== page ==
I don’t know how many times I’ve had the conversation of my future. And sometimes it’s to no one other than myself, bouncing ideas around my head before abruptly collapsing in tears because quiet frankly I have no idea what the hell im doing!!
Whether you’re finishing school, college, university or you’re getting fed up with your job, everyone has those moments of terror when you don’t know what’s going to happen.
You’re at your next crossroads, and you didn’t even anticipate which way to go. Yep, I know this feeling!
Truth is, no one knows what the hell their doing!! In fact, after 3 years of a degree, and a previous four years leading up to the degree I thought would take me into my ideal career, I still don’t know what I’m doing or what I want to do!!
So I thought I’d do a little post on some tips on how to maximise your potential in any career, make you shine at interviews and possibly even help you decide well and truly the career for you.
Take every opportunity – If one comes your way, whatever it is, don’t knock it, jump straight in. What you might learn along the way could prove invaluable. Plus, you might find something you never even knew you enjoyed!
Education is your friend – It’s an often debate over education and experience, but you can’t knock learning extra skills at a prominent level. Living alone, and being independent at a level never experienced at school is invaluable. Whilst at college and university, there is always ample opportunity to get experience, and your lecturers will help you out too!
Get a job – It’s not unusual to find those who haven’t had a job, but for me I find it a little bizarre. Having had a job since I was 14, working has given me skills, and patience, that I never knew I could aqcuire. Even if its a little weekend job at your local corner shop, atleast it’ll give you some pocket money and something credible for your CV.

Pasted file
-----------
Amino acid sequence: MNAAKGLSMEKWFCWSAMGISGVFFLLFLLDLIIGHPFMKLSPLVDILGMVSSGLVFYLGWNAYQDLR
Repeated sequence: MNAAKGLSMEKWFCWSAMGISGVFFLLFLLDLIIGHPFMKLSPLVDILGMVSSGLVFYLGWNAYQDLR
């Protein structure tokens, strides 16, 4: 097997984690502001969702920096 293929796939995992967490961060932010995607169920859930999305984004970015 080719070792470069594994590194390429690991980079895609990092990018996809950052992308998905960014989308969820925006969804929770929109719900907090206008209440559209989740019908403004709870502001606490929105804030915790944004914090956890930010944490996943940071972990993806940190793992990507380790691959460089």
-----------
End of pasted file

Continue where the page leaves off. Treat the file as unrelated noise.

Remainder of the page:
Make yourself known! – In my desired career field, its all about being known and heard. Creating profiles on LinkedIn and other alike websites ensures employers can find you, with your on-line CV. If you’ve not got a profile, get one. Keep it updated and professional to ensure employer appeal.
Volunteer – It not only looks great on your CV, but it’s a great sense of help. Volunteer at a local charity shop or soup kitchen to give a helping hand, as well as give you something extra to brag about at your interview. Nothing shouts dedication to employers than volunteering.
Have hobbies – Unfortunately, drinking every weekend with your friends is not a hobby. Neither is shopping, or binging on netflix every evening. Many say not to include hobbies on your CV, but it’s actually attractive to employers to see you have other hobbies and interests other than a job. You never know, your hobby may even take you into a career you never even considered.
Think outside the box – When thinking through job ideas and what you can do career wise, we all tend to stick to the mundane choices that show up on our course prospectus guide. You don’t have to stick with your course title, neither even work in the field you studied. Studying alone shows willingness and dedication to employers, and many don’t care what degree you got, as long as you’ve got one. Look at your interests to find job ideas as well as using some on-line resources to help you decide. Prospectus is a brilliant on-line website for career advice and paths.
You will have failure – This might seem like I’m being a little harsh, but you’ve got to except the fact that you will encounter some failures along the way. Just remember to get feedback on any interviews or failures, and work on some of your weaknesses. It’ll only make you a stronger character and candidate for other jobs.
And lastly, don’t panic- Some people don’t find their ideal job / career until their 40!! Don’t panic about what you’re going to do. There is plenty of time, and opportunity to find what you really enjoy. A job shouldn’t just be a job to pay the bills. Whilst you’re still young, with pretty much nothing to worry about other than yourself, now is the time to experiment and explore your options until you find something you really enjoy for a career.